This Coq flavor of type theory has good computational properties, in particular a feature called decidability of equality. This means there is an algorithm to determine whether any two objects are equal, which is a key step in its use for proofs. Yet Thierry Coquand of the University of Gothenburg, Sweden, who was one of the developers of Coq, noted “there was always something missing” in the notion of equality in this type theory. “The concept of equal is better” in HoTT, he said. “Hopefully, it will lead to practical things.”
The new view of equality arises from the realization, arrived at independently by Voevodsky and by Awodey and his student Michael Warren, of a connection between completely different branches of mathematics. To give a more familiar example, the ancient understanding of circles, ellipses, hyperbolas, and parabolas as cross-sections is enriched and complemented by their description by algebraic equations. In a particular situation, one description or the other may be more useful, but their combination can lead to new insights and perhaps a glimpse of a larger reality. “This happens in mathematics over and over again,” says Bauer. “We’re discovering a new connection, and this new connection is now influencing both sides of the connection.”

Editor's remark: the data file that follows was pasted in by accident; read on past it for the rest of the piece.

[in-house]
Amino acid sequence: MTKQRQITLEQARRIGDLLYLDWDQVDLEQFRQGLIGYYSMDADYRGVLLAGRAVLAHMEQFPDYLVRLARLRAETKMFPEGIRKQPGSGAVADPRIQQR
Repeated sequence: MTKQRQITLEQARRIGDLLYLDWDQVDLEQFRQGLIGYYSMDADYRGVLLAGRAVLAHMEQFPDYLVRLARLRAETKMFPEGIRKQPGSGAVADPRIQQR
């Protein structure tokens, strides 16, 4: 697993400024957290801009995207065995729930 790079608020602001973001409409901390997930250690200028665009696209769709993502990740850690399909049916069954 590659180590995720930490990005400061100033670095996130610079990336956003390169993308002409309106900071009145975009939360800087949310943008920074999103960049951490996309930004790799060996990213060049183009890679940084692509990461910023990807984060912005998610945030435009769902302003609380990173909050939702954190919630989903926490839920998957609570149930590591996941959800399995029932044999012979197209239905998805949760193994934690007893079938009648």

Similarly, homotopy type theory represents a connection between type theory and homotopy theory, which is a branch of topology. In the homotopy view, the types (which can be theorems) are envisioned as spaces, and the objects of that type (which can be proofs) are points in the space. The equality of two points can then be thought of as the existence of a path in the space connecting the two points. This connection allows a host of tools from homotopy theory to be applied the task of mathematical proof.
At a minimum, HoTT extends the domain of proof assistant to new areas of mathematics. “Coq was designed by computer scientists, so its initial area of application was basically programming language theory and combinatorics,” Gonthier noted. Many papers presented at SIGPLAN’s Principles of Programming Languages (POPL) symposium are backed by computer proofs, but this kind of problem “isn’t all of mathematics,” he says, and applying it to other areas “is quite important and interesting.”
Beyond applying logical reasoning, for example, to topological problems, Gonthier says, “the correspondence can be used in the reverse way, to try to deduce something about the logical system based on insights that have been developed for, basically, topology.”
“It’s definitely expanding our notion of what a proof can mean, because it’s explaining proofs in a geometric way,” says Bauer. “We know it’s going to bring us something new, but time will tell what.”
“Formalization of mathematics is somehow too compelling and effective to go away,” said Awodey. “It’s going to happen. It’s just a question of when and using what system,” whether HoTT or something else.